If her view of Suffolk transport has been formed by her daily commute down the A14 from Cambridgeshire, she is probably unaware that here, on Planet Real Life – sustainable transport isn’t just a phrase – its a lifeline!

Here are some of the REAL impacts of CUTs created by her ideologically driven New Strategic Direction, which she may not see from her expensive car:

*   £1,700,000 CUT by abolishing the eXplore Card – means that many, many more young people will be driven to school,  and putting more, less confident cyclists on busier roads,  because they  are forced into cycling before they are ready; less  take-up of  FE education because of difficulties of access (especially to colleges and Suffolk ONE ) and less chance of going for job interviews and training. All this will be a particular tragedy for the rural young poor!

*   £150,000 CUT by closing the Bury Road Park & Ride – adds to rush-hour congestion, and preventing parental drop-off of rural schoolchildren at P&R. (This decision, incidentally was made without a business case).  An excess of people trying to use the London Road P&R may have tragic implications for young cyclists to SuffolkOnein particular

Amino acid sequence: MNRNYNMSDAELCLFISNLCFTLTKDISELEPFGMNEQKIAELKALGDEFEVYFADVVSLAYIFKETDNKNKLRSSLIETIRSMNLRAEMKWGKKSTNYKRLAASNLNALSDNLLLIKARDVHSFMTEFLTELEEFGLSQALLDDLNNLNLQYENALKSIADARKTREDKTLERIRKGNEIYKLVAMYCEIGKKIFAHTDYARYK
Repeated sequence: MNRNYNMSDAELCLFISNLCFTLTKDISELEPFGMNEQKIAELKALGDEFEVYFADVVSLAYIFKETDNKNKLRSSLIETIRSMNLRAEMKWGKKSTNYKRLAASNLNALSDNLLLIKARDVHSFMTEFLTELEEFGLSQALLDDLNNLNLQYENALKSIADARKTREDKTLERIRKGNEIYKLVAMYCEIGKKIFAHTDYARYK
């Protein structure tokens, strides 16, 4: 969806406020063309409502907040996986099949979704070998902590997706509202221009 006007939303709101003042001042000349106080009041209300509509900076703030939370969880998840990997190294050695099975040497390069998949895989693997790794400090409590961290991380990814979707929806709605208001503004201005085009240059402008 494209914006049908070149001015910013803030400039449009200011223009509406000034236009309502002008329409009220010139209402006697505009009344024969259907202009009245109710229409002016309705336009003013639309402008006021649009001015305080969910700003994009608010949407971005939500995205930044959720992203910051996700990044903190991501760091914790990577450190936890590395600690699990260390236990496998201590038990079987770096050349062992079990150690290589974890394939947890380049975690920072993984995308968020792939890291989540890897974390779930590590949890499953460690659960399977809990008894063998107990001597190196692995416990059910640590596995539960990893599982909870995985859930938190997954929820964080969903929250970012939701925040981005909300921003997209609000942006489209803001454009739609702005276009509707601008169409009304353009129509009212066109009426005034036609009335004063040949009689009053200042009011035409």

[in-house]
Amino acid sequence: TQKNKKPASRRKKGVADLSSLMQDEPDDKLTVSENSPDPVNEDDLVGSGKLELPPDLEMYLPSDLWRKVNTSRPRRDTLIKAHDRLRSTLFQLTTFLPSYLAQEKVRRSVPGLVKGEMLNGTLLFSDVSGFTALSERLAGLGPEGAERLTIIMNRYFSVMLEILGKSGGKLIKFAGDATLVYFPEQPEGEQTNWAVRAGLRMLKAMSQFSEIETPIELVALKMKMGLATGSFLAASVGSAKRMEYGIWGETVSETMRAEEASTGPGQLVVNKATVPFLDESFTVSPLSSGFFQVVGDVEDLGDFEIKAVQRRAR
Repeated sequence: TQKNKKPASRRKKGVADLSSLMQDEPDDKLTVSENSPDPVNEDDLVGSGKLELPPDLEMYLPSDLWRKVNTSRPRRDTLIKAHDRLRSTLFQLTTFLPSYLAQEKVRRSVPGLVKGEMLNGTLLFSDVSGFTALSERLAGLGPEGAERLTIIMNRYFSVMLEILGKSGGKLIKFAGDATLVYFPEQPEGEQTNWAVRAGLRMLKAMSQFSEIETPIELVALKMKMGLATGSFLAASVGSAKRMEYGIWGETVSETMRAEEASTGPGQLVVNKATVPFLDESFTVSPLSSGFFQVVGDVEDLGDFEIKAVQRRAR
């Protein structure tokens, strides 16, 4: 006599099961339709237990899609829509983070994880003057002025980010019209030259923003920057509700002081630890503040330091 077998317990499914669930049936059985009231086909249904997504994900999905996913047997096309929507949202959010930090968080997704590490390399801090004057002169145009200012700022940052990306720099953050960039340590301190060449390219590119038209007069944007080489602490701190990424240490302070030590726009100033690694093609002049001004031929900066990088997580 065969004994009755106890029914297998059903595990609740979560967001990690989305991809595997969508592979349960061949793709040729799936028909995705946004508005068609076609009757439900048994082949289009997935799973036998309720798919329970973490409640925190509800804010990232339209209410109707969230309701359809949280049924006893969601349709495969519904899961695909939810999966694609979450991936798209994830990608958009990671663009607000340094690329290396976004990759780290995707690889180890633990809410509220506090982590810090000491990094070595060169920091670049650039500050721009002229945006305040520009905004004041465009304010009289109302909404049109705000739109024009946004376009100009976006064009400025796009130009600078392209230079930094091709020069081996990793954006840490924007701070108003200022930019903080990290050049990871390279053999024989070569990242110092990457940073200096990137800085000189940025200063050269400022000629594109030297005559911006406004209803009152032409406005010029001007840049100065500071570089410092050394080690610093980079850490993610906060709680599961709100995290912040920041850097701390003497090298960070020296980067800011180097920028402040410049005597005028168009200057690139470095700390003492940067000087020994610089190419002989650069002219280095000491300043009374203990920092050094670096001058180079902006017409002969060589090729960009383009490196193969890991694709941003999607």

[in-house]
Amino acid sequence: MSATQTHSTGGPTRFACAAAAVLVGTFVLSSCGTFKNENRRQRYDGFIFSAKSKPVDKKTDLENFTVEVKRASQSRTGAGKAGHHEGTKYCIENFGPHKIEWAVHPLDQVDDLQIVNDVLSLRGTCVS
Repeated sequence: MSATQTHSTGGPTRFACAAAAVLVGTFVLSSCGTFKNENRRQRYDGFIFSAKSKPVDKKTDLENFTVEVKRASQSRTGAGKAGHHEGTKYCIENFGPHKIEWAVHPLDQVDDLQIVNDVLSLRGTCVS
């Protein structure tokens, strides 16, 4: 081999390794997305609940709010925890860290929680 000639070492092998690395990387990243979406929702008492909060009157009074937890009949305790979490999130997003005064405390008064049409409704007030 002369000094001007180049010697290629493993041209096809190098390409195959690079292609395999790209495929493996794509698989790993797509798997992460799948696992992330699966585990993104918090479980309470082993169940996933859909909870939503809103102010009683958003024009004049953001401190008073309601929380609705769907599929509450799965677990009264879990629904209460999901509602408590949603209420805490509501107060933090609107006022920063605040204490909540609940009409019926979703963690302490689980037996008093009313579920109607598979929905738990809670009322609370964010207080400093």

*   £2,260,000 CUT from – a 53% cut in – subsidised bus services – more cars (for those that can – and can afford to – drive! Transportational disenfranchisement for everyone else)
>  *   £100,000 CUT from road safety education – a cut of 24% – just at the time when so many more cars are on the roads and there are likely to be  so many new  and unpractised road users;

*   £523,000 CUT from Extended Schools (which will make it much more difficult to hold eg cycle-training classes );

*   £706,000 CUT from Home-to-school transport provision (so there will be more cars rushing to get to school gates and then on to work; while many more – specifically rural – parents without cars, living within 3 miles of the nearest school and with children of statutory education age will be between the devil and the deep blue sea. Would you like to walk 11 miles a day on rural roads come rain, come snow, come flu -maybe pushing a buggy – to ensure you are not breaking the law and your 8 year old child gets safely to their nearest school? Would Andrea Hill like to? I wouldn’t!)

*   £174,000 CUT by scrapping all 98 School Crossing Patrols across the County, including our very own Woodbbridge Lollipop man, Terry King! (Yes, this is a truly tiny sum because they are paid so little – but what a big impact on the safety and independence of young schoolchildren!);